3. Addition of the Hydrogen Atom

A number of experimental findings concerning the autoinhibiting effect of an increasing oxygen concentration at modest temperatures on hydrogen oxidation both in the gas phase [12, 35, 36] (Figure 2) and in the liquid phase [34] (Figure 1, curve 2), considered in our earlier works [13, 27, 28, 37], can also be explained in terms of the competition kinetics of free radical addition [14, 38].

Figure 2. (1, 2) Quantum yields of (1, ●) hydrogen peroxide and (2, ○) water resulting from the photochemical oxidation of hydrogen in the hydrogen–oxygen system as a function of the oxygen concentration x (light wavelength of 171.9–172.5 nm, total pressure of 105 Pa, room temperature ). (3, 4) Hydrogen peroxide formation rate V2О2) (dashed curves) as a function of the rate V2О2) at which molecular oxygen is passed through a gas-discharge tube filled with (3, ) atomic and (4, □) molecular hydrogen. Atomic hydrogen was obtained from molecular hydrogen in the gas-discharge tube before the measurements (total pressure of 25-77 Pa, temperature of 77 K ). The symbols represent experimental data.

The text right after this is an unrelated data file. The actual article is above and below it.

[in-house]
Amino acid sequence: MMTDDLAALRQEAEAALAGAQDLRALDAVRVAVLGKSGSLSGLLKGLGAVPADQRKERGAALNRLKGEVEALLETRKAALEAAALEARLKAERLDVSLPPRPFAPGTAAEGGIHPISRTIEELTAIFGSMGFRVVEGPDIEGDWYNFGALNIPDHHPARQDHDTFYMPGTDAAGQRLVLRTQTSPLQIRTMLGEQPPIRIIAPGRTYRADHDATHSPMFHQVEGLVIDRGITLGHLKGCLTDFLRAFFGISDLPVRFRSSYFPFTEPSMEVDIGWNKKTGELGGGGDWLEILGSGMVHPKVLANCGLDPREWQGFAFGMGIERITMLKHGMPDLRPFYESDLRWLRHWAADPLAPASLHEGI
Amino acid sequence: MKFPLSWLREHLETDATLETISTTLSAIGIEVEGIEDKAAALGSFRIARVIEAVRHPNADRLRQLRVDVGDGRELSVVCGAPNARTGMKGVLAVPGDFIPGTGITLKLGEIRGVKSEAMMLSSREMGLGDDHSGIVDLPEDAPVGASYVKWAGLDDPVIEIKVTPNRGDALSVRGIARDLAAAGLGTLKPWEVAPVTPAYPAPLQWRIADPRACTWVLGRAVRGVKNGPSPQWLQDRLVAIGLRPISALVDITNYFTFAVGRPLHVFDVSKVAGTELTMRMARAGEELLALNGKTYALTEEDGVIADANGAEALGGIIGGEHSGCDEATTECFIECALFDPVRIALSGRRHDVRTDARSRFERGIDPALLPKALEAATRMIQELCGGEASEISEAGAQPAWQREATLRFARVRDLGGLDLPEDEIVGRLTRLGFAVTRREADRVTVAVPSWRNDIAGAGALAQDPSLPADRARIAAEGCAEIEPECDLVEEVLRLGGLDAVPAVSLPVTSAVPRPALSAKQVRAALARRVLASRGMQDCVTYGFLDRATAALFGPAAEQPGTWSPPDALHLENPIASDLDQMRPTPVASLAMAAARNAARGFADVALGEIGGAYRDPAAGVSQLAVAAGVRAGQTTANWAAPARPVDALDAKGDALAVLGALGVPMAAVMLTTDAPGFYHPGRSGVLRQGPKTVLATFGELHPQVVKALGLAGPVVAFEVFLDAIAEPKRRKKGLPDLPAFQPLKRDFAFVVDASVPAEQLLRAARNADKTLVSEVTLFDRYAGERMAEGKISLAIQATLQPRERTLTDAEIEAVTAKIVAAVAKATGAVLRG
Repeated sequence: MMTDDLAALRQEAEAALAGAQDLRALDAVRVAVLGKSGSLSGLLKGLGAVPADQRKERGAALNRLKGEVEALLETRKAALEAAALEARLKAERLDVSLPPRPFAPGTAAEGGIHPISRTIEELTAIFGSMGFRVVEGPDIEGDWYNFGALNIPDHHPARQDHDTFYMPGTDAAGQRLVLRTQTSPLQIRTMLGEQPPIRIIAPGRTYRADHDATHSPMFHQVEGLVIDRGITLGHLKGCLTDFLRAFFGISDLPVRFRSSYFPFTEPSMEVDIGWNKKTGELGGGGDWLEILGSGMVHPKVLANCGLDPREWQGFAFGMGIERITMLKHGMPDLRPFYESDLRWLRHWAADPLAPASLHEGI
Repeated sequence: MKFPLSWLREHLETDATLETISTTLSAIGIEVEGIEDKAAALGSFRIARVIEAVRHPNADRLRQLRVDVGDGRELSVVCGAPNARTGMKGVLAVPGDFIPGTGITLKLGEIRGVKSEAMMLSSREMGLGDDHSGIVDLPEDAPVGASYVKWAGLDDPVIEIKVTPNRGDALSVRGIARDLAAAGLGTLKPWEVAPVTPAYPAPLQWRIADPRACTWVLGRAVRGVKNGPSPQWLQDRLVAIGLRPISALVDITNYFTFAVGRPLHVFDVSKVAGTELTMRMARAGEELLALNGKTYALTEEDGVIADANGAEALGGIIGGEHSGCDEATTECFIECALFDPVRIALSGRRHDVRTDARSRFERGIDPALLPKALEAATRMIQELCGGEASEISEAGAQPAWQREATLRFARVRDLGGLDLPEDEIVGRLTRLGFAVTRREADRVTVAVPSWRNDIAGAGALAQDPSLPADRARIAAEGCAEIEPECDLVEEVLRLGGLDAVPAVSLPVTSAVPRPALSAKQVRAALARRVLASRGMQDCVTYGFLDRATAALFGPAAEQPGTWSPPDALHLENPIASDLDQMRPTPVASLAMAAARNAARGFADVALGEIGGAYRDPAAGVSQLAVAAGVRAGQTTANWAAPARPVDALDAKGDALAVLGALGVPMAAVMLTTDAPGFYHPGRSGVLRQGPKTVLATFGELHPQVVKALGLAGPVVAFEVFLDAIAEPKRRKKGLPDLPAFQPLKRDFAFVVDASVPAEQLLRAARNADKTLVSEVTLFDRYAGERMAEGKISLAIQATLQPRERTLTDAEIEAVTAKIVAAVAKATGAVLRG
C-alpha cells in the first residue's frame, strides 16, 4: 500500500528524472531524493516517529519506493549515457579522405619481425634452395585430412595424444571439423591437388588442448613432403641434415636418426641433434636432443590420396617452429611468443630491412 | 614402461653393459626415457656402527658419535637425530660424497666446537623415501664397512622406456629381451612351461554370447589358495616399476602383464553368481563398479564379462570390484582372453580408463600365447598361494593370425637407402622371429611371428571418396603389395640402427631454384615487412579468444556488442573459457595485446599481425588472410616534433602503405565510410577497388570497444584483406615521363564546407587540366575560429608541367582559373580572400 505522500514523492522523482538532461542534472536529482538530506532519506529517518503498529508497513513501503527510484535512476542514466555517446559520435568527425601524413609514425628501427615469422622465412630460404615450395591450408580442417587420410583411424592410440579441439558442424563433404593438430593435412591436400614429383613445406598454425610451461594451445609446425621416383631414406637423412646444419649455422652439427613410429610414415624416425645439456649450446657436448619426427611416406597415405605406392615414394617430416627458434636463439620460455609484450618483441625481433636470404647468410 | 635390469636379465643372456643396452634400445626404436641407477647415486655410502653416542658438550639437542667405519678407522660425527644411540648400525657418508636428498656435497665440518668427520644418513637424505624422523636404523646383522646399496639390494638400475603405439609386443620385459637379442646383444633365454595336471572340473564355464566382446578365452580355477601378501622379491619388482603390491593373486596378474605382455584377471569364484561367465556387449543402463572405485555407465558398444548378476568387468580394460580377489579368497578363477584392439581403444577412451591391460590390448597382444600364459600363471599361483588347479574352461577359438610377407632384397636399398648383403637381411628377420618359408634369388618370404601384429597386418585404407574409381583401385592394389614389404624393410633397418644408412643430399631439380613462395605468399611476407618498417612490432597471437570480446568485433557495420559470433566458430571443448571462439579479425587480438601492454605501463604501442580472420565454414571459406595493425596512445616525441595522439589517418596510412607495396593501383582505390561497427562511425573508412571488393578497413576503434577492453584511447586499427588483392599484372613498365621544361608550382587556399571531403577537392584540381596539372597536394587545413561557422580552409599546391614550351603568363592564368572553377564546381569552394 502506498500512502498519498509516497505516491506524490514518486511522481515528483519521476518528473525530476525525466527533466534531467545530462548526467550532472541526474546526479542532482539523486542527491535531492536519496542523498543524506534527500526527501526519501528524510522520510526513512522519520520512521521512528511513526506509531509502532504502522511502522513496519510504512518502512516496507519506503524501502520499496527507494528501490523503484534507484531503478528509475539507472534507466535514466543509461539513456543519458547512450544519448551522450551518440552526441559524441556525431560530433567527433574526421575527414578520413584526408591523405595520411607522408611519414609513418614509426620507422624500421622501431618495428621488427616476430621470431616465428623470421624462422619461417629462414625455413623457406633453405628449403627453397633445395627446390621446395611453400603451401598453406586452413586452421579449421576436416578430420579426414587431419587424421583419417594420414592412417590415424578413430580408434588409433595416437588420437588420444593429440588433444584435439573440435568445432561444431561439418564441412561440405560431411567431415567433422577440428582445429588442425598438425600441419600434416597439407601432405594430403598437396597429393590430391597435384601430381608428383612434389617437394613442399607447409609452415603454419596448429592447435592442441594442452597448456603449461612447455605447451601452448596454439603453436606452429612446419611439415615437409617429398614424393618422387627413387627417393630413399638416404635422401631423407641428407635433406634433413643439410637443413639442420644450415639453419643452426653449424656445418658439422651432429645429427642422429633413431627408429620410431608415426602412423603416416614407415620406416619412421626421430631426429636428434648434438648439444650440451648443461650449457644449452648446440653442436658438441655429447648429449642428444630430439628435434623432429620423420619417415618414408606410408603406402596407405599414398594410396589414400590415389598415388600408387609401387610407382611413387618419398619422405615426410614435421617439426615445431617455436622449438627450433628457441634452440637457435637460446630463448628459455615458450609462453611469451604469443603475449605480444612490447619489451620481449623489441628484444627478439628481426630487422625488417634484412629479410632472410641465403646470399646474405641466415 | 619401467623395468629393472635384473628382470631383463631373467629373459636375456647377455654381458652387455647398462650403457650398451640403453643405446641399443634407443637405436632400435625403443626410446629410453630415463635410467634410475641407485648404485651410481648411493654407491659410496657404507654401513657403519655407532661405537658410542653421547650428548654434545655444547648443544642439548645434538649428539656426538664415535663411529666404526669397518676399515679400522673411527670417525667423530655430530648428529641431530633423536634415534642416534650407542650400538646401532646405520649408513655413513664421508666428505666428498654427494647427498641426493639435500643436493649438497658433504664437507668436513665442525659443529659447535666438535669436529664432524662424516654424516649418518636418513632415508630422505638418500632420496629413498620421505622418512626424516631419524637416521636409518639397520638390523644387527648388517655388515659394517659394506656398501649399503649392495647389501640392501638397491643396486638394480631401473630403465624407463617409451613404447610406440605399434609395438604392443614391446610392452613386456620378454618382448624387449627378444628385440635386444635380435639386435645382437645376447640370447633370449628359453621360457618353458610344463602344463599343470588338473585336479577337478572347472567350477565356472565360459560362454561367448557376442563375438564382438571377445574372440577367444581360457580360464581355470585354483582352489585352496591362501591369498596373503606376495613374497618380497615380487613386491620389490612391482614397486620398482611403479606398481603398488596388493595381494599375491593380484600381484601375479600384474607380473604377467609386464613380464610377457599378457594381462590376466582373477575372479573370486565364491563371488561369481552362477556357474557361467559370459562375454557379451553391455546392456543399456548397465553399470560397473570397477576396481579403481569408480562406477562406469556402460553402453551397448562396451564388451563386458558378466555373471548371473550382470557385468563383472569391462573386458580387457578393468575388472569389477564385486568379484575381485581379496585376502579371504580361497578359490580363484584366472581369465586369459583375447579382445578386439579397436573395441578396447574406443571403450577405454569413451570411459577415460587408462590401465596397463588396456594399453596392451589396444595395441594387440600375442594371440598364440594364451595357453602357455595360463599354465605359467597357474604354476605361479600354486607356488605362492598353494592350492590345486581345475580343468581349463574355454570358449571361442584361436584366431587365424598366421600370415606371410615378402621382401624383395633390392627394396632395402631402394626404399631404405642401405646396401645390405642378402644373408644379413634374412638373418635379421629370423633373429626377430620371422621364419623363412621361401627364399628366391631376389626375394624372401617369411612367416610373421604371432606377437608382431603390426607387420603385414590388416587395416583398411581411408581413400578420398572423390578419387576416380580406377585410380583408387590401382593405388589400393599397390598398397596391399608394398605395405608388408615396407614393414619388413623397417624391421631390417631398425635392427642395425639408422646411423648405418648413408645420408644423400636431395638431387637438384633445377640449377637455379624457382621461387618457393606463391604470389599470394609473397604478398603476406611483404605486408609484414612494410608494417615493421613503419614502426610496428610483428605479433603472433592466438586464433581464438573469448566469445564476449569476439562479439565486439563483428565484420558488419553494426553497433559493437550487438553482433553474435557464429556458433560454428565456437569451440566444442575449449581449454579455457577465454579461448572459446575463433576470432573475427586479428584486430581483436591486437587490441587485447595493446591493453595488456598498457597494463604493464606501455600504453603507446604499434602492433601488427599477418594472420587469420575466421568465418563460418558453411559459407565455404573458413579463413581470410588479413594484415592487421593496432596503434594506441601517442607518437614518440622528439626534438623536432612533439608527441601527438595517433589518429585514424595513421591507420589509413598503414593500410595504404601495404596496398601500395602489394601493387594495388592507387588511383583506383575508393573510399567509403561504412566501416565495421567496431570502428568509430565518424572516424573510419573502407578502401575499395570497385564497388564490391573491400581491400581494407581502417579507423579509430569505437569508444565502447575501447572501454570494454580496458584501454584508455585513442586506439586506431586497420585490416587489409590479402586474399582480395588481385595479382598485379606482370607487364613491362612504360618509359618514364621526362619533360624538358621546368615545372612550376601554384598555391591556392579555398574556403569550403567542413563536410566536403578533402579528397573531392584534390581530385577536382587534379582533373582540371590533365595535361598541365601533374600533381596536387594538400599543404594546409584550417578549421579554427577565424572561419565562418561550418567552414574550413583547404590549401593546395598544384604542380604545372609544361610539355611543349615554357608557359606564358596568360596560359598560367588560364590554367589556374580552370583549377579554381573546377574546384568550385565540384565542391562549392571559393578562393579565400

Scheme 2

Nonbranched-chain oxidation of hydrogen and changes in enthalpy (, kJ mol–1) for elementary reactions{8}

Chain initiation